John Scott, who took college-level cooking classes and worked in restaurants before becoming a corrections officer, dreamed up the project four years ago with RITS's culinary-arts instructor, Bill Tribelli. Both men rather enjoy the media limelight: Tribelli has published a cookbook, Jailhouse Cooking, and Scott has cooked on TV, as a contestant on the ABC show "The View's Next Celebrity Chef Contest." For RITS students, Scott explains, diners made sense as manageably sized yet potentially high-profile training demos, partly because diners are especially beloved in Rhode Island.

In fact they were born there: in 1872, an entrepreneur named Walter Scott set up the country's first easily movable restaurant, a horse-drawn food cart, outside a Providence newspaper headquarters. When RITS approached the American Diner Museum with the idea, Zilka realized it would help solve one of his institution's persistent problems: "We get calls all the time from people looking to unload a diner they can't maintain anymore," he says. Hauling the rescued structures to RITS, Zilka adds, "adds a whole new dimension to historic preservation, and gives a sense of accomplishment to people who need it badly."

Funding and in-kind support have come from a range of Rhode Island sources, including nonprofits (Preserve Rhode Island) and Providence construction companies. Students at Bryant University in Smithfield developed a pro bono marketing plan for Central American coffee sales that benefit the Diner Project – you can now buy bags of an organic, shade-grown blend named New Hope through New Harvest Coffee Roasters in Pawtucket (see A Providence restaurant, Angelo's Civita Farnese, is planning to adapt Hickey's into a mobile branch. A tech-training school in Warwick is restoring a snub-nosed 1954 Chevy truck that can transport Hickey's. The fates of the other half a dozen buildings in the Diner Project's care have not yet been decided, but one will probably stay near RITS, as a restaurant for local office workers, with RITS residents as apprentice cooks, servers and cashiers.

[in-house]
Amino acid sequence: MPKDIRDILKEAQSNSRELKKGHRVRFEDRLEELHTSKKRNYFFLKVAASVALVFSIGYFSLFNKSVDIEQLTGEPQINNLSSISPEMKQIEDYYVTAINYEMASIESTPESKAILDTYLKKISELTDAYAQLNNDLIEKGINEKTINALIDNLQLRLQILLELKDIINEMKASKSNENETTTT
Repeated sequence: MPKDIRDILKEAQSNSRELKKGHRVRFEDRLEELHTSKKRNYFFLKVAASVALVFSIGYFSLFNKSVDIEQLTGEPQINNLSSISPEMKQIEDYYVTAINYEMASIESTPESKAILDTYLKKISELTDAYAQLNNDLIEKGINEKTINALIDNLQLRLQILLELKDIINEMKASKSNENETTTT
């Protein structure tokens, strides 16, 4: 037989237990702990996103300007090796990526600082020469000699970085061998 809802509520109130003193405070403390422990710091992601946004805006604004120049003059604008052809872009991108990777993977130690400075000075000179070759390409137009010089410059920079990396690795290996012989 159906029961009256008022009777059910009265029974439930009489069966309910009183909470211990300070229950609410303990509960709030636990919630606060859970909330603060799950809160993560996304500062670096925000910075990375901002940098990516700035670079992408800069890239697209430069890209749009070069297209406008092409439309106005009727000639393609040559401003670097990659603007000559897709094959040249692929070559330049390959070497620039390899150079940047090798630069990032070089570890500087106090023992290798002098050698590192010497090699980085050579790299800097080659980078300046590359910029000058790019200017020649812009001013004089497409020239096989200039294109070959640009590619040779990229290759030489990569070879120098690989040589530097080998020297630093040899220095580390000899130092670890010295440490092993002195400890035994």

"The poetry of this project," says Scott, "is that a forgotten population, a population people are reluctant to take a chance on, is restoring something that Americans cherish. We've had the families of the original diner owners come here, and get all emotional to see the buildings being worked on, and the kids are amazed to find out they have connections to this older group and are very respectful. You'd be amazed at the conversations about history and construction and cooking that we're having now with these kids. And already one of our graduates has gone on to study building trades at a tech school."

Journalists keep stopping by, too, including reporters from the Boston Globe, NPR, and Fox TV so far. The residents are getting accustomed to being interviewed, yet they don't sound coached. When I asked a teenager named Fernando whether he liked the class, he answered, "It's great to see the progress, the big difference we've made." TB